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Old 10-28-2011, 02:03 AM   #1
SkiNuke
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I am in the process of building a press. I have built the frame and am about to build the basket (as soon as I iron out my BOM). I was following the following plans:



The only issue I have run into is with regards to the screw assembly. I can't weld, nor can I seem to locate a piano screw.

Now! My challenge to all of you is to help me come up with a cheap (but durable) press mechanism. I was thinking of using a stainless steel threaded rod (HD/Lowes), but I am running into roadblocks with how to connect it to the squeeze board, as well as attaching some sort of nut to the top 4x4. I have also considered using a hydraulic jack or a scissor jack, but I figured that if I was spending the time to build a round basket, I might as well try to make it a bit more "authentic".



 
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Old 10-28-2011, 02:46 AM   #2
ryane
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a hydraulic jack is most likely going to be a lot more efficient than a screw type press. What in the end do you care about. authenticity of the press, OR efficiency at juice extraction?



 
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Old 10-28-2011, 03:19 AM   #3
sashurlow
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I've heard of but never tried a boat trailer jack.
I personally use a car jack, but that may or may not help you out with your design.

 
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Old 10-28-2011, 02:43 PM   #4
SkiNuke
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I was originally going to use a hydraulic jack for my press, but after looking at my frame and deciding to go with a slat style basket, I figured I should try to put the time into making something that I could be proud of. I definitely see how the hydraulic jack would probably be the most efficient method (and I will probably cave and go with that method), but for some reason I seem to dislike the jack method because it seems too easy (I know its a silly excuse).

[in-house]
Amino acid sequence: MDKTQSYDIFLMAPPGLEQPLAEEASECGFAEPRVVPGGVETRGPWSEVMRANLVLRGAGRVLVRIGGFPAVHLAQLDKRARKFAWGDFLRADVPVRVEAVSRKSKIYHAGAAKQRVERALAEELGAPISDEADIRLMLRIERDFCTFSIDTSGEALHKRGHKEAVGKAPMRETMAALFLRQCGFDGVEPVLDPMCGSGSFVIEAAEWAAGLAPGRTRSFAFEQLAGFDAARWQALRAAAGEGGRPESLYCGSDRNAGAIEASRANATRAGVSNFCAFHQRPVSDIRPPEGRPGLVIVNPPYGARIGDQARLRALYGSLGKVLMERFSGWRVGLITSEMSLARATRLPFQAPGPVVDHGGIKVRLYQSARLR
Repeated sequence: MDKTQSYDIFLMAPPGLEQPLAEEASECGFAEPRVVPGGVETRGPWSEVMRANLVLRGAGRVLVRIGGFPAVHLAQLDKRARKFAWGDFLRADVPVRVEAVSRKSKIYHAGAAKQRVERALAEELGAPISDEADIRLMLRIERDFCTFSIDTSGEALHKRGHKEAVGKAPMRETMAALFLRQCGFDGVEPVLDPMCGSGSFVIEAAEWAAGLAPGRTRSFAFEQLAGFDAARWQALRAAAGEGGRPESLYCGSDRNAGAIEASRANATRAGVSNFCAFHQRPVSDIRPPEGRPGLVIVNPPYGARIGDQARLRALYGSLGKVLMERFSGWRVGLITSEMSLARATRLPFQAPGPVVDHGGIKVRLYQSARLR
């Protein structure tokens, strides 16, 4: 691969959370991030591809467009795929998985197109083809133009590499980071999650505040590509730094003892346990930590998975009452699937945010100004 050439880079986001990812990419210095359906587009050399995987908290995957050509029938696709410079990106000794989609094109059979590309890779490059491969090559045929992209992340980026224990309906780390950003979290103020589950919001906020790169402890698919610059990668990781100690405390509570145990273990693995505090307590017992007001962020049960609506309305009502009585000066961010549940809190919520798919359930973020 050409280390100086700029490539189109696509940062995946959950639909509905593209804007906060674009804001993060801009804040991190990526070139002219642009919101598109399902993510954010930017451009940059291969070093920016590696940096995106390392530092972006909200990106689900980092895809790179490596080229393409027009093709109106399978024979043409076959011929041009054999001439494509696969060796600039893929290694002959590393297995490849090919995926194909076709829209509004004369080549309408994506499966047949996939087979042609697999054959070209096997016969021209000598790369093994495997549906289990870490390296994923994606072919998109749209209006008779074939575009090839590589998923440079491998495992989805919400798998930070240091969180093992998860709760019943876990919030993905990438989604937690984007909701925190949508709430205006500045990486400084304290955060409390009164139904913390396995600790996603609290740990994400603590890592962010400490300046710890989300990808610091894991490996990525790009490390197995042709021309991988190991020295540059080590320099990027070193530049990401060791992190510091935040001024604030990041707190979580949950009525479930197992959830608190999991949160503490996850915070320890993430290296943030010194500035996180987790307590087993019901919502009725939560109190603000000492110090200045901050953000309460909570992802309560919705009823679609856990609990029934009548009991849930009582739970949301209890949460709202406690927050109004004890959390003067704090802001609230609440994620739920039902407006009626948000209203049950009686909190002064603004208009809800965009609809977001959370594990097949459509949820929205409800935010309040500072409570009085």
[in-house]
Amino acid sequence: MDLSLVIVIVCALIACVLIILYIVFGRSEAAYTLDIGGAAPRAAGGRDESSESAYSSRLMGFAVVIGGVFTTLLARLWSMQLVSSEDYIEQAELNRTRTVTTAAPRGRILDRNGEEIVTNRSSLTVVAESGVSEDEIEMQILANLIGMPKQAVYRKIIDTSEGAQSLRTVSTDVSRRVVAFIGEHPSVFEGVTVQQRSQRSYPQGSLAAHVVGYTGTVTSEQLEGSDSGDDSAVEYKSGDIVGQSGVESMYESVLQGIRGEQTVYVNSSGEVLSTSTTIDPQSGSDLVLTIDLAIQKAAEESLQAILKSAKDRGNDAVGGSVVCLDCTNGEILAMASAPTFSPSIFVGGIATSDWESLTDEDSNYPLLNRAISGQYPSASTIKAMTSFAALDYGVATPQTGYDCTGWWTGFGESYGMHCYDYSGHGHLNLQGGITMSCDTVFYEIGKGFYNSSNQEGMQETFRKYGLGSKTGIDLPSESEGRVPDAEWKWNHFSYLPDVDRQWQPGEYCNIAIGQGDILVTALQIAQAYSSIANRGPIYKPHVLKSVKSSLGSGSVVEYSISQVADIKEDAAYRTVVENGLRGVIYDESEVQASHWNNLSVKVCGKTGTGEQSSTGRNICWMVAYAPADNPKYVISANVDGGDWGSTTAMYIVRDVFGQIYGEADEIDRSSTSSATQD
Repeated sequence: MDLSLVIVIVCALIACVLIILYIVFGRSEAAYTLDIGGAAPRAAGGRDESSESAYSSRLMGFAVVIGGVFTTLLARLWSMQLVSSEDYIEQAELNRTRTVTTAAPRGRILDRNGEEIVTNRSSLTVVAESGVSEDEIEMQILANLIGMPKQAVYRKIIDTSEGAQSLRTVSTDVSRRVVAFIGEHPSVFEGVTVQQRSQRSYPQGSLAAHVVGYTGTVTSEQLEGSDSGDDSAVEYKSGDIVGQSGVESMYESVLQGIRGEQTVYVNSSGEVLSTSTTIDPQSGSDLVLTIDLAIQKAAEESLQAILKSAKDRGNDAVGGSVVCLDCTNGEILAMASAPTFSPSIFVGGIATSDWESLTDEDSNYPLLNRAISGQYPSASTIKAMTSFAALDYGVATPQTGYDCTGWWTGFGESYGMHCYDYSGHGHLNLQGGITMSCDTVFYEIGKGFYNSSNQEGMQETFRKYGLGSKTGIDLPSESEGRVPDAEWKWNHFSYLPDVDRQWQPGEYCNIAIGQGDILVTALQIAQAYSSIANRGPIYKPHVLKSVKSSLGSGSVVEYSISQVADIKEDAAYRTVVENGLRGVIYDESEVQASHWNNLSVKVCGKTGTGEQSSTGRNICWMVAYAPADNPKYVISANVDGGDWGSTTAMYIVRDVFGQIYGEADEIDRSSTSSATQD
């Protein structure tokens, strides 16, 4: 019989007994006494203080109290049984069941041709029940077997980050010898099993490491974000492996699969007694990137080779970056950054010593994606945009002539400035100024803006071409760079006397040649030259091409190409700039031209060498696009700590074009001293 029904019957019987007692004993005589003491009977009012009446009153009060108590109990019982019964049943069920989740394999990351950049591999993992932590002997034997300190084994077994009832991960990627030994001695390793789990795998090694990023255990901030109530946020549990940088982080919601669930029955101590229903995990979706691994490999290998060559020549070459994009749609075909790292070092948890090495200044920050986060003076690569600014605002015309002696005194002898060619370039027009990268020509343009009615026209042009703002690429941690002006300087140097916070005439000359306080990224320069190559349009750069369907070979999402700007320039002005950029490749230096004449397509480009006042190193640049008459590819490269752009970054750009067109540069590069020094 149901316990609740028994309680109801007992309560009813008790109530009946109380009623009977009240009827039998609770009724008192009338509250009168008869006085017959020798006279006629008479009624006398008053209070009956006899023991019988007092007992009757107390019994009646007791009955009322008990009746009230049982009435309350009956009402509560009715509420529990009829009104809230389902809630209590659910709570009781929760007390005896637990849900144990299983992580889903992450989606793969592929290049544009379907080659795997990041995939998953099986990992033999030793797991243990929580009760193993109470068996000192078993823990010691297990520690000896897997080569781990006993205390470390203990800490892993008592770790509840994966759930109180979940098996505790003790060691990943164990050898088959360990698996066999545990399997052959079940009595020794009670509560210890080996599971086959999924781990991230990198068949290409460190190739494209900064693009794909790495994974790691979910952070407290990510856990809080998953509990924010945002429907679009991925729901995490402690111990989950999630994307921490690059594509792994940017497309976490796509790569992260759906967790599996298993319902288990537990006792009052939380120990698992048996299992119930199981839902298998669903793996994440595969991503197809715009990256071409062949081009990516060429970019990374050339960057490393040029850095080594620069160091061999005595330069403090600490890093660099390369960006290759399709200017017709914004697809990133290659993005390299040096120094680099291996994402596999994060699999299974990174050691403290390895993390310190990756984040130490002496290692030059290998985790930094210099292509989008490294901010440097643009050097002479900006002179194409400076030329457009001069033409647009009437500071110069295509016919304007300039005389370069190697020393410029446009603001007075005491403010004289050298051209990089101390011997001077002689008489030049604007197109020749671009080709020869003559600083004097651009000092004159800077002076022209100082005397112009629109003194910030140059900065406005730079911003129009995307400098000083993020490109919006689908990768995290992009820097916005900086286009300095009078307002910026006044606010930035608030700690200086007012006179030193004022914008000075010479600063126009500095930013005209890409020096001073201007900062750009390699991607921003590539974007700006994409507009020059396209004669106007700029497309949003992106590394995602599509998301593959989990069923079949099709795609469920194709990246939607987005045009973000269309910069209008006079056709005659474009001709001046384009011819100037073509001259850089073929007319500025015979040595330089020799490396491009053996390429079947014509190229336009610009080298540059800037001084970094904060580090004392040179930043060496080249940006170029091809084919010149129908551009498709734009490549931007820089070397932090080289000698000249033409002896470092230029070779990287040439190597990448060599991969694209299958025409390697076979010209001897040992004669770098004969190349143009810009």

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Old 10-28-2011, 04:17 PM   #5
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I've got materials for both screw type (ACME thread and Ball Screw) and Hydraulic Jack. I think the Hydraulic would be easier to build.

The plans I saw for that style showed a guy barely able to press down on the jack. I guess you can put a LOT of effort into it. Maybe use an extended handle?

The nice thing about the hydraulic jack is that it's capable of plenty of force, and doesn't require any fancy holes to mount it, or a bearing surface on the press plate, like a screw style would.

And you can use it to replace your differential when you're not making cider...

 
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Old 10-28-2011, 05:17 PM   #6
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Guys, don't get all caught up in 'authenticity.' Sure, the old presses you see are all screw driven. That's because the guys who built them didn't have access to hydraulic presses. If they had, you can bet that all of the old cider presses out there would be made that way. Why in the world would you intentionally build something that takes twice the effort and produces inferior results? They used to build Model T's back in the day, too. That doesn't mean you want to own a 2012 model.
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Old 10-28-2011, 06:05 PM   #7
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http://www.northerntool.com/shop/tools/product_200326415_200326415?cm_mmc=Google-pla-_-Metal%20Fabrication-_-Shop%20Presses-_-145212&ci_sku=145212&ci_gpa=pla&ci_kw={keyword}

buy this,
then build a wooden square with a inch rise at the edge, chewed up apples and some cloth, square plywood to go between layers of cloth/apple.
one hour of work and 200 bucks total.
done and done.

the machine for chewing up the apples is a much different story though.

 
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Old 10-28-2011, 06:08 PM   #8
Devo9
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I found a site with instructions for building a hydraulic cider press instead of the threaded design used here. Just in case anyone was interested.

http://www.van-vliet.org/dempseywood...derpress.shtml

I think I might try this some day!

 
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Old 10-29-2011, 01:16 AM   #9
SkiNuke
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alright you sold me. I plan to use a hydraulic jack. However, I was wondering what people were thinking in terms of a pressure plate. I had seen a picture of some guys pressure plate snapped in two and I wanted to avoid that.

 
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Old 10-29-2011, 02:03 AM   #10
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Big two inch thick piece of oak.


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